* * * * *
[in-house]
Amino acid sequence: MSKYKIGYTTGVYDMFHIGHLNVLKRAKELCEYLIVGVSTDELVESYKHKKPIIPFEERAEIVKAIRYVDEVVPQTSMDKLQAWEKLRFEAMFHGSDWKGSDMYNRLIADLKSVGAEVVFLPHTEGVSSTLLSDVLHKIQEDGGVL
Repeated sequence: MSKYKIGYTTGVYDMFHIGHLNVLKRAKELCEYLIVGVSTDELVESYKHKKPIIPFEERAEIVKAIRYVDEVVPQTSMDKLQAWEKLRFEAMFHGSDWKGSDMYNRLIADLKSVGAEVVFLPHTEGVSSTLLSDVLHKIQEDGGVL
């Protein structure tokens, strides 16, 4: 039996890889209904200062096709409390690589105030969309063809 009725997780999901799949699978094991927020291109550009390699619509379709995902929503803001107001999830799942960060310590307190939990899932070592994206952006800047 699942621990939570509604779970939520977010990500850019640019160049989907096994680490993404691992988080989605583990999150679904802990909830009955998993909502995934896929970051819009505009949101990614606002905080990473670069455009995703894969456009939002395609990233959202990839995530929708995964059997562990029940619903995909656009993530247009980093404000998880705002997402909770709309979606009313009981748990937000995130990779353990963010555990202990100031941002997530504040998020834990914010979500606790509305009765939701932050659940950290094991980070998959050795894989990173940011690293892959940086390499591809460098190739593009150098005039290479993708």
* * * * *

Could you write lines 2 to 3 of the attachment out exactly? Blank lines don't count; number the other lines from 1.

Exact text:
Amino acid sequence: MSKYKIGYTTGVYDMFHIGHLNVLKRAKELCEYLIVGVSTDELVESYKHKKPIIPFEERAEIVKAIRYVDEVVPQTSMDKLQAWEKLRFEAMFHGSDWKGSDMYNRLIADLKSVGAEVVFLPHTEGVSSTLLSDVLHKIQEDGGVL
Repeated sequence: MSKYKIGYTTGVYDMFHIGHLNVLKRAKELCEYLIVGVSTDELVESYKHKKPIIPFEERAEIVKAIRYVDEVVPQTSMDKLQAWEKLRFEAMFHGSDWKGSDMYNRLIADLKSVGAEVVFLPHTEGVSSTLLSDVLHKIQEDGGVL